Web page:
of the 408(b)(2) regulation. That is, it is the issuance of a product and not the provision of a covered service.However, there are other issues for insurance companies.
For example, most annuity contracts designed for theindividual market contain provisions that are permissible
under the insurance laws but create duciary issues
for insurance companies when the contracts are held
in ERISA retirement plans. That is because of theconvergence of two fundamental ERISA concepts. First,
an asset held within an ERISA plan is a “plan asset”
and, thus, is subject to ERISA’s duciary and prohibitedtransaction rules. Second, the exercise of discretionary control over a plan asset may give rise to a duciary status,e.g., for the insurance company. (Unfortunately, that can
occur even if the insurance company had not focused on
the fact that the contract was owned by an ERISA plan.)
From an ERISA perspective, discretionary control canresult from the ability of an insurance company to
affect the terms of the individual annuity contract. That
could include, for example, a provision that permits theinsurance company to amend the terms of the annuity 
contract unilaterally. (Note that there is guidance that
permits limited amendment rights if certain procedures
are followed.) If an insurance company has broad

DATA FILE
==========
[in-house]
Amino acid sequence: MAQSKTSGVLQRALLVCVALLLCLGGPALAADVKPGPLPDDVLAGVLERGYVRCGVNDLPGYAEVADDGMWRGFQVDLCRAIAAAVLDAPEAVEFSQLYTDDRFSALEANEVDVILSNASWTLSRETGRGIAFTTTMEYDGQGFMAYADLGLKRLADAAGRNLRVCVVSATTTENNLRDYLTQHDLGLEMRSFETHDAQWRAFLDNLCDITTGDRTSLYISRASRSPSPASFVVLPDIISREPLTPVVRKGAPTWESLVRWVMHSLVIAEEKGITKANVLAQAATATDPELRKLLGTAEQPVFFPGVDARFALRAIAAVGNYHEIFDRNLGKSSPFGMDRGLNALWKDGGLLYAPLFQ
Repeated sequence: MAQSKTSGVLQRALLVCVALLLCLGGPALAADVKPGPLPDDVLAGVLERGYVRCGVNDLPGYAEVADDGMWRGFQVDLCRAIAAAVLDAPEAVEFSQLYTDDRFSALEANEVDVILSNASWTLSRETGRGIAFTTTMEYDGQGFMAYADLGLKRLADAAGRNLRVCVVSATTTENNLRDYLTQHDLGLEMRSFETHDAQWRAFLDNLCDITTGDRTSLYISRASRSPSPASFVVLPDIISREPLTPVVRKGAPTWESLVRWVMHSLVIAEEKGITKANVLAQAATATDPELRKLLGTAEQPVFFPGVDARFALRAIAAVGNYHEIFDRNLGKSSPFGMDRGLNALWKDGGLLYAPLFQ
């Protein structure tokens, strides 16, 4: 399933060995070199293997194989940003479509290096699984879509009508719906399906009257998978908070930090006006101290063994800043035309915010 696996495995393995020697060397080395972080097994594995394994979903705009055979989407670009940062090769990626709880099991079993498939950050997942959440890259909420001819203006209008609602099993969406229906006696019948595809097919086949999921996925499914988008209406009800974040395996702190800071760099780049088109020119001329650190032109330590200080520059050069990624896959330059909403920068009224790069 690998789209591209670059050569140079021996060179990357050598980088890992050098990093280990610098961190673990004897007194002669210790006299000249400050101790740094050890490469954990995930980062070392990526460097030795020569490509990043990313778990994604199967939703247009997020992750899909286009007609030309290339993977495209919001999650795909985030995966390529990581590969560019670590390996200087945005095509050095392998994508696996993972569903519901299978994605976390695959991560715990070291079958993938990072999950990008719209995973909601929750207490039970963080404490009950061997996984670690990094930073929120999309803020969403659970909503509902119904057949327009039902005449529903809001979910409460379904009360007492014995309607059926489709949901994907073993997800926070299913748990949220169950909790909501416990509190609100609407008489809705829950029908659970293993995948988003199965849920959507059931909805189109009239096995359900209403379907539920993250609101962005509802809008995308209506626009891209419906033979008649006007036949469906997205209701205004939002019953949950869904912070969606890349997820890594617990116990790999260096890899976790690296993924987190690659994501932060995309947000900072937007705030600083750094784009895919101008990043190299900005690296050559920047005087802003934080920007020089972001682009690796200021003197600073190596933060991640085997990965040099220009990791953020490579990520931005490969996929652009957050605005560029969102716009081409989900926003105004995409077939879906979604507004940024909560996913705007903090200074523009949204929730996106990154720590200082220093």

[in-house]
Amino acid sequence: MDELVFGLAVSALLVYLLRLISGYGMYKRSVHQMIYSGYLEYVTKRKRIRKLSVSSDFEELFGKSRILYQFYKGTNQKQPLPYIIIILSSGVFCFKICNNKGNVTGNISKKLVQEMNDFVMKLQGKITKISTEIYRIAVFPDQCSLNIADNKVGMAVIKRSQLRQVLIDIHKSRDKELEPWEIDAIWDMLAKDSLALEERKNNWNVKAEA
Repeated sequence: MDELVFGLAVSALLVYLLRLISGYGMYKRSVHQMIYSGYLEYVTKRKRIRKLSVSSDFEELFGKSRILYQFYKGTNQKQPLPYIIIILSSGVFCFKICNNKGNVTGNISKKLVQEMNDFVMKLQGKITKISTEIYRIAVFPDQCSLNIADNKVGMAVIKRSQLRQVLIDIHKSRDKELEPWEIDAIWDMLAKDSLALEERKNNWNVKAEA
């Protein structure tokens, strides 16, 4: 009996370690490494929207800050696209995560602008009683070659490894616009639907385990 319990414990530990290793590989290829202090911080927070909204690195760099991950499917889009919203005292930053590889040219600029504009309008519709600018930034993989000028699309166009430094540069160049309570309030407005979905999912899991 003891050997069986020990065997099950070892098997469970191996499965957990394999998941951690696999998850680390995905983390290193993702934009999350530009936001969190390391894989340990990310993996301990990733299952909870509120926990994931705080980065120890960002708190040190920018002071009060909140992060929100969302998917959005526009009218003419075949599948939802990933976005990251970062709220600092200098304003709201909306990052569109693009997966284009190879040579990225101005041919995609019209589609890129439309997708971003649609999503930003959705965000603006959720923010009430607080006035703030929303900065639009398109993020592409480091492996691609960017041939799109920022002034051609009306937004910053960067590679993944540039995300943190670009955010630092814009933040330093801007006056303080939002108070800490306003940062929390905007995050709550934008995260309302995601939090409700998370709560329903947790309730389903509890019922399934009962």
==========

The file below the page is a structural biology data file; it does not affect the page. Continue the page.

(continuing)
discretion to amend an annuity contract or a particularprovision of an annuity contract (that is, affect the value of a plan asset), the insurance company ma
become a duciary for that purpose. (Note that ERISArequires that a duciary exercise its discretion in thebest interest of the plan participants.) Furthermore,
if an insurance company exercises its discretionary amendment rights, or any other discretionary rightsunder the contract, for its own interest, there is a risk that the insurance company could have engaged in a
prohibited transaction as well as a duciary breach. That
could result in the insurance company being requiredto restore any losses or other “amounts involved”
to the plan, together with interest and penalties. What should insurance companies and brokers do with
this information? I am not suggesting that the sale of individual annuity contracts to ERISA plans should beavoided, but instead that contracts should be designed,